It has been found that aluminamay be treated to increase its heat resistance so that it may act more efficiently as a support for high temperature catalytic processes, such as reforming, and arematization, and will have a high degree of a tivityunder the most severe temperature conditions for an extended period of time. It has been proposed to prepare such heat stable catalyst bases or supports by combining aluminum oxide with zinc oxide, preferably in molecular propontions, thereby forming zinc aluminate. This combination forms a true chemical compound of the spinel type and is not a mere mechanical mixture as shown by examination of the lattice spacing in accordance with the well-known procedure of X-ray difiraction. Such. zinc aluminate spinels are not only more heatstable, than ordinary alumina but also they form more active catalyst compositions when compounds such as molybdenum oxide or chromium oxide are deposited thereon than when the same catalytic metal oxides are deposited in the same amounts upon alumina supports.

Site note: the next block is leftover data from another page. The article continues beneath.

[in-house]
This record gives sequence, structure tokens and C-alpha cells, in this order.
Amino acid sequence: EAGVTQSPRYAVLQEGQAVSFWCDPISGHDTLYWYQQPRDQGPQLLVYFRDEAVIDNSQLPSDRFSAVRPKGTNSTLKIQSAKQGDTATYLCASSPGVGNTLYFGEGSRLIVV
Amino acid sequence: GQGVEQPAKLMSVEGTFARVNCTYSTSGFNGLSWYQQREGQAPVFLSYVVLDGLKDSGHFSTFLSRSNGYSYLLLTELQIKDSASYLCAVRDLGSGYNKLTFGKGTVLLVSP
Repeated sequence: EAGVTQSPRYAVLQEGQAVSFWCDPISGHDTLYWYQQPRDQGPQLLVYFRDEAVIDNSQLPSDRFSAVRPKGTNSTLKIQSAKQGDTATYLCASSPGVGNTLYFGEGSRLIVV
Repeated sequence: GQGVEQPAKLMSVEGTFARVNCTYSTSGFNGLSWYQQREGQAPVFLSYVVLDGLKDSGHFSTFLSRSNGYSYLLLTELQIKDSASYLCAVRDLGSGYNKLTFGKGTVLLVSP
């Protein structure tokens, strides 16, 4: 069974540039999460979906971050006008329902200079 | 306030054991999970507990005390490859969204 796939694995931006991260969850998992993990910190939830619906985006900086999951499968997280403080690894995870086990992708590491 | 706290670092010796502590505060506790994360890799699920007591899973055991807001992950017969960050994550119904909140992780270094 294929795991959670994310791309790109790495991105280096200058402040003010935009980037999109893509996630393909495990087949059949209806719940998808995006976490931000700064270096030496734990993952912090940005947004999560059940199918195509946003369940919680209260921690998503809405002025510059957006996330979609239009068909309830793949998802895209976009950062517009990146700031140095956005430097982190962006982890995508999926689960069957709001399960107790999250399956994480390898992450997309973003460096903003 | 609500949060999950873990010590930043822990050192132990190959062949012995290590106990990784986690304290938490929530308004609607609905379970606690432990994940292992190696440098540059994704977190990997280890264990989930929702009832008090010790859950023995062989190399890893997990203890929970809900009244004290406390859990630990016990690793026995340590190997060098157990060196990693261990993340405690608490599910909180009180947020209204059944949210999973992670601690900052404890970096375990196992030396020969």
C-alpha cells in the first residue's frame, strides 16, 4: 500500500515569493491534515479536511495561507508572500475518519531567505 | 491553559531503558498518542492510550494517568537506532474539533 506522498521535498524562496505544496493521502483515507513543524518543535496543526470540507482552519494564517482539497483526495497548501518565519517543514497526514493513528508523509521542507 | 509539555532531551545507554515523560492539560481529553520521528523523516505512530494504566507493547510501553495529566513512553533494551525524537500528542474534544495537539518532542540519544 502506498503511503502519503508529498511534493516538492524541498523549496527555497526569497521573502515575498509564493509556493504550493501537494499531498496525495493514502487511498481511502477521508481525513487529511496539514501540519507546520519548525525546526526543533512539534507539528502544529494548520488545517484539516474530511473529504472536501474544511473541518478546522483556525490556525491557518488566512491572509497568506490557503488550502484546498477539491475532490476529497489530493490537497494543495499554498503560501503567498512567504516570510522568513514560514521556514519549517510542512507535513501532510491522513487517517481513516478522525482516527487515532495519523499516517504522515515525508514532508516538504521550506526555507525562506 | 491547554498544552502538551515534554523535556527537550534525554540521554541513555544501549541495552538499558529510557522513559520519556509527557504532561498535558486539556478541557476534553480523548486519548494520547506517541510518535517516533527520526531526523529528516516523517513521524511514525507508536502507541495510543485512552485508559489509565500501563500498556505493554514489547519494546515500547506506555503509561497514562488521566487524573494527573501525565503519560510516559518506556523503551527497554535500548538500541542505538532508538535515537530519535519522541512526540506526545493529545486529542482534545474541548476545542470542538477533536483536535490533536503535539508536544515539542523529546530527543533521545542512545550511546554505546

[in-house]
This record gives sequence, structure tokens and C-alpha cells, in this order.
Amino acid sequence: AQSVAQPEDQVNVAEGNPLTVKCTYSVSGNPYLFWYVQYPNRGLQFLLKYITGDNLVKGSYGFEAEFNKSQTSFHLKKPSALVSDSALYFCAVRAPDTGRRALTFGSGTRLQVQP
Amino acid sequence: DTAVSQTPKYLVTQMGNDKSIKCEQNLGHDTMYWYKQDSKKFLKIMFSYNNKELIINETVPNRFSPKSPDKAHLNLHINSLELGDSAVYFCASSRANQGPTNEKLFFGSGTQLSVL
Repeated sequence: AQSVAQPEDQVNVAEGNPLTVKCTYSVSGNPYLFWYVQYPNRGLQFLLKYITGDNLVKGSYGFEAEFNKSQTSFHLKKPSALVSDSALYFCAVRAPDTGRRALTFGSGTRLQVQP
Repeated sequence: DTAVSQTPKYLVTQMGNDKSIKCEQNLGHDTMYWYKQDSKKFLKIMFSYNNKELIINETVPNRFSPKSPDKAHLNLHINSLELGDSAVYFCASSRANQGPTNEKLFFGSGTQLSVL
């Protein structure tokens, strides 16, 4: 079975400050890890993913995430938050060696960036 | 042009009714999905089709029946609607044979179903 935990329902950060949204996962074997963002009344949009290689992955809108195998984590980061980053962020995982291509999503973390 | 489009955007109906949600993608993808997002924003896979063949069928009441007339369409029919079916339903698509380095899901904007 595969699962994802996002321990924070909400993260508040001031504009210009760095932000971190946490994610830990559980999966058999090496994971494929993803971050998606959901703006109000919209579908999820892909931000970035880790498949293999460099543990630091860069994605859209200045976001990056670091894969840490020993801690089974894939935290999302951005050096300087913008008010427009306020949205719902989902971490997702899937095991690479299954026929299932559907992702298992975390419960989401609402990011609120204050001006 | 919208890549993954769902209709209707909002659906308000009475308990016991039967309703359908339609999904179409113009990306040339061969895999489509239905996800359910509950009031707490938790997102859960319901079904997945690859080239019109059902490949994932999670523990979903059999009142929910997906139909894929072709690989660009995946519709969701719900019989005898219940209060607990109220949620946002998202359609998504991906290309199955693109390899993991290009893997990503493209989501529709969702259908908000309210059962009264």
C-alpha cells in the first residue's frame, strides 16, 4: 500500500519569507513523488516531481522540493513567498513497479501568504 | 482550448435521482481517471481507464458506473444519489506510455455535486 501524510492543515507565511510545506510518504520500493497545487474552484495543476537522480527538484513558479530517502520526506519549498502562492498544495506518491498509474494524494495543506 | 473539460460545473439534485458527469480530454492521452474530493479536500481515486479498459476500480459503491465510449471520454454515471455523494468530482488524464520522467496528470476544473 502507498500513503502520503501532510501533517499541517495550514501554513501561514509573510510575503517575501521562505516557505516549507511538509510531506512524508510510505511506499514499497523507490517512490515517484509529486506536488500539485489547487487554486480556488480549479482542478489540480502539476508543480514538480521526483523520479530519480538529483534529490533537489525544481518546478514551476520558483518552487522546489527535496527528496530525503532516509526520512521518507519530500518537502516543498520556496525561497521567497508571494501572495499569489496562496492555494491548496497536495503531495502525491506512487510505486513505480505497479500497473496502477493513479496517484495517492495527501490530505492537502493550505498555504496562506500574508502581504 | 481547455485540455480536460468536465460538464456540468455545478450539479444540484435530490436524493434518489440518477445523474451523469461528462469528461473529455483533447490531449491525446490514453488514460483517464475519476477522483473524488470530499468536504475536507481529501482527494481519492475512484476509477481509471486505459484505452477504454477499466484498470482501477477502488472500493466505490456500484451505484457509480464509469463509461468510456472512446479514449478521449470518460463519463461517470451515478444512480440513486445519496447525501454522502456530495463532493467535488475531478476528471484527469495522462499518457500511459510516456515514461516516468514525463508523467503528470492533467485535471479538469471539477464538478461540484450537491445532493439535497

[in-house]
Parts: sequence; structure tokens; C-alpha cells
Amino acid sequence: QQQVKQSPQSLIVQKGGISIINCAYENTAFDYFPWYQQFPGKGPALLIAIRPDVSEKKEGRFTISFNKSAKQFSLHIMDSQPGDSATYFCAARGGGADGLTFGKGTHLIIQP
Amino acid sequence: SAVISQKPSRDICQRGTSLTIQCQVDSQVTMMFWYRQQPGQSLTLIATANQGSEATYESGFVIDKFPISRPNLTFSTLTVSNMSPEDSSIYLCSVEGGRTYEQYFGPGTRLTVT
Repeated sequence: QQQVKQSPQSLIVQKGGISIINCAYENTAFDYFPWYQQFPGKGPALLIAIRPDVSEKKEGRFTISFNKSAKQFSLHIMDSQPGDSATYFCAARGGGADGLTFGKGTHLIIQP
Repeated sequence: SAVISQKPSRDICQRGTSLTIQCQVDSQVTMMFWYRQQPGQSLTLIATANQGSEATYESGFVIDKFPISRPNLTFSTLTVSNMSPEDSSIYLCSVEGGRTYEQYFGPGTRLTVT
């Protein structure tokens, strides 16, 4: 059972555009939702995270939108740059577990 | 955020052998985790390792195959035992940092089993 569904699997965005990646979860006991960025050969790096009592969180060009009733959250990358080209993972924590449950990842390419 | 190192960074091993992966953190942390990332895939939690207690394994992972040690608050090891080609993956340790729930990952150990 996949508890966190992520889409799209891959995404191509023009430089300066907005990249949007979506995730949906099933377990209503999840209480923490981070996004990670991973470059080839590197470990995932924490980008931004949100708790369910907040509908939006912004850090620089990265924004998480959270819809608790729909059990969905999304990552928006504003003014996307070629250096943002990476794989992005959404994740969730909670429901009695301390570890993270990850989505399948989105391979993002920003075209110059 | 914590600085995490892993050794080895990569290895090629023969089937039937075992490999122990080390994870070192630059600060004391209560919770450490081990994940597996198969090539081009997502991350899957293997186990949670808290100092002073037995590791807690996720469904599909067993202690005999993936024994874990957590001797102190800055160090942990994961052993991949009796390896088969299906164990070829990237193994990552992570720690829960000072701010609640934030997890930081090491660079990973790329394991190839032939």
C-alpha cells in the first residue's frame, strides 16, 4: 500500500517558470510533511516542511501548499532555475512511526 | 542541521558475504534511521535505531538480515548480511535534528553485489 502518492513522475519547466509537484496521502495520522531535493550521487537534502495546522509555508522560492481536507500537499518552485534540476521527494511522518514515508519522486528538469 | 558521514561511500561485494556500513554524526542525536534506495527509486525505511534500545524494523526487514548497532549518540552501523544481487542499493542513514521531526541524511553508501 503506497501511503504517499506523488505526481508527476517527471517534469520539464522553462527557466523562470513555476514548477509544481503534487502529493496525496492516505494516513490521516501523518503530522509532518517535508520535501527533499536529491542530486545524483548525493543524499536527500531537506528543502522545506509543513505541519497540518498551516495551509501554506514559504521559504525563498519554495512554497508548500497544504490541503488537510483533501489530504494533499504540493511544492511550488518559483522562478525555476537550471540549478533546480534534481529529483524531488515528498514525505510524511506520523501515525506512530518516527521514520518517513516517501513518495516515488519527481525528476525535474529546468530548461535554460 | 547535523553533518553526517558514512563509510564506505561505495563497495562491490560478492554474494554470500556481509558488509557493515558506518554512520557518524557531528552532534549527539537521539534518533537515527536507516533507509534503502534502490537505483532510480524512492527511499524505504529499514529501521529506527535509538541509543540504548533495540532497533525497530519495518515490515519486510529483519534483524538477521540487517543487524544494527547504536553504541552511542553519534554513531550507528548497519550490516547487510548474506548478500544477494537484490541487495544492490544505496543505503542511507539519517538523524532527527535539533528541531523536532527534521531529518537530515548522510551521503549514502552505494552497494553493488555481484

Zinc aluminate spinel bases or supports have;

ordinarily been prepared by reacting aqueous solutions of the metal salts with basic solutions such as ammonium hydroxide or sodium hydroxide or in some cases by using thesodium metallate and a salt of the other metal, for example, sodium aluminate and zinc sulfate, nitrate or chloride. The precipitate is washed, impregnated with other materials if desired, dried and calcined.

A disadvantage of these zinc aluminate spinels reforming catalysts of improved activity and stability.

These and other objects will appear more clearly from the detailed specification and claims which follow.